A photograph of The Floating Pavillion, Rotterdam

January 16, 2017, by Blue-Green team

Urban Flood Resilience Project blog launches!

The Urban Flood Resilience Research Project (2016-2019) officially kicked off with the release of our Inception Report in January 2017.

The project aims to enable the coordinated planning, design and operation of coupled urban water systems necessary to achieve transformative change in urban flood risk and water management.

Research focuses on three key themes, divided into five work packages (WP):

  • Engineering design to enhance service delivery (WP1)
  • Engineering development for resource use across the drought-flood spectrum (WP2 and WP3)
  • Urban flood risk management at the heart of urban planning at multiple scales (WP4 and WP5)

The research team will investigate how planning, operation and organisation of existing and new urban water systems must be re-envisaged and transformed to: ensure satisfactory service delivery under flood, normal and drought condition states, and enhance and extend the useful lives of ageing grey assets by supplementing and integrating them with multi-functional Blue-Green infrastructure.

Work Package Objectives


Resilience under change (WP1) led by Scott Arthur (Heriot-Watt University) will develop urban flood and water management systems with the adaptive capacity essential to keep flood risk at acceptable levels however climate changes. WP1 will also produce a GIS-based tool to support comparative evaluation of the costs and benefits of alternative urban flood risk management solutions and the potential for integrated Blue/Green+Grey (B/G+G) systems to deliver affordable urban flood resilience at the city, regional and national scales.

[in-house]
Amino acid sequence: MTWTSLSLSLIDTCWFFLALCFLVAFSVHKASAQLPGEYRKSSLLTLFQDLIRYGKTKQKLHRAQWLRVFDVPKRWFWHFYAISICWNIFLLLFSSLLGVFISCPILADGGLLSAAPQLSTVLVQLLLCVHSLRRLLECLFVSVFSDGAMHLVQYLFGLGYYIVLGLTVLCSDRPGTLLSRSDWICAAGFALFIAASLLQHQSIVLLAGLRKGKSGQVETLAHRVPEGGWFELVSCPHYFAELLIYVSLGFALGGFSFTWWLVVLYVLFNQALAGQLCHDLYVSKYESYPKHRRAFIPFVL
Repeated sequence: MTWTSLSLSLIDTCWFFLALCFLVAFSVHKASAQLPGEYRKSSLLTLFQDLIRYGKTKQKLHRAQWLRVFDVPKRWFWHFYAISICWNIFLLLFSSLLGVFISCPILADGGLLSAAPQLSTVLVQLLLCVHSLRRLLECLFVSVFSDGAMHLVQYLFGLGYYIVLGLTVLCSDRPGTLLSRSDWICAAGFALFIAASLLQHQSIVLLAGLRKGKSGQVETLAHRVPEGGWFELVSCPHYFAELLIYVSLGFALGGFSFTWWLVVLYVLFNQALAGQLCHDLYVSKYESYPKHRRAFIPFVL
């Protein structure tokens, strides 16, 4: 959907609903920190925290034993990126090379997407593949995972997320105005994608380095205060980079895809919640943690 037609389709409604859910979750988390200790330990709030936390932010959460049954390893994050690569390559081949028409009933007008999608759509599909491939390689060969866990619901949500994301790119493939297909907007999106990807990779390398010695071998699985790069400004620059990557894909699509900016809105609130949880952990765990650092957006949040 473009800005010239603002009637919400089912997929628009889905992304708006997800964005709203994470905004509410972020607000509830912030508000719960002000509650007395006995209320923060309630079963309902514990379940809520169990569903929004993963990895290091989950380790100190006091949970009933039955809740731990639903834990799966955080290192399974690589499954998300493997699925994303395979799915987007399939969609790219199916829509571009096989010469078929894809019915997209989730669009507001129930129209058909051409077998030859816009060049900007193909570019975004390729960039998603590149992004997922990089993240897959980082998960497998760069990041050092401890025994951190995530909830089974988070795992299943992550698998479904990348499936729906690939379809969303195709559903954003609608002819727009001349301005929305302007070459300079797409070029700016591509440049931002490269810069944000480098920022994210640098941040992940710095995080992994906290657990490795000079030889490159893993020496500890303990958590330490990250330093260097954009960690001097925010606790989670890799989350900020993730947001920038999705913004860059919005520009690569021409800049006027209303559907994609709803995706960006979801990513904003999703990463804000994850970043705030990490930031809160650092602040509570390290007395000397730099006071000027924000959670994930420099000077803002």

An example map from a GIT Toolbox illustrating multiple benefits for Blue-Green infrastructure (WP1)

An example map from a GIT Toolbox illustrating multiple benefits of Blue-Green infrastructure (WP1)

Illustrating the importance of community understanding of Blue-Green infrastructure (WP4)

Illustrating the importance of community understanding of Blue-Green infrastructure (WP4)











Managing stormwater as a resource (WP2) led by Dick Fenner (University of Cambridge) will investigate how engineered systems can be better aligned with natural processes to: (a) realise the resource potential of all forms of urban water, with opportunities for storage, recovery and reuse being taken at every stage of the urban water cycle, and b) provide reliable quantities as required so stormwater management becomes increasingly inter-operable with other urban systems.


Interoperability with other systems (WP3) led by David Dawson (University of Leeds) will investigate the potential for employing inter-operable B/G+G infrastructure design solutions to increase flood resilience across multiple urban infrastructure systems. WP3 will also review the effectiveness and value capture of existing evaluation frameworks and metrics in the context of interoperable design and systemic resilience.


Citizens’ interactions with B/G+G infrastructure (WP4) led by Jessica Lamond (University of the West of England) will develop our understanding of how attitude and behaviour change amongst flood professionals and urban residents might be achieved. This aims to encourage co-development of B/G+G infrastructure that is more greatly appreciated over the longer-term. This should improve felt amenity benefits, behaviour and people’s willingness to get involved with voluntary maintenance.


Achieving urban flood resilience in practice (WP5) led by Colin Thorne (University of Nottingham) is based in two case study cities (Ebbsfleet and Newcastle). WP5 will inform, take-up and apply research in WPs1-4 to:  a) establish how resilient urban flood risk management service delivery can be put at the heart of urban planning, and; b) how barriers to innovation can be overcome despite uncertainties in future urban climates, land-use, development and political leadership.

Future blog posts will be written by our research team detailing their research, recent outputs and thoughts on achieving urban flood resilience.

Blog post by Emily O’Donnell.

Posted in Urban Flood Resilience research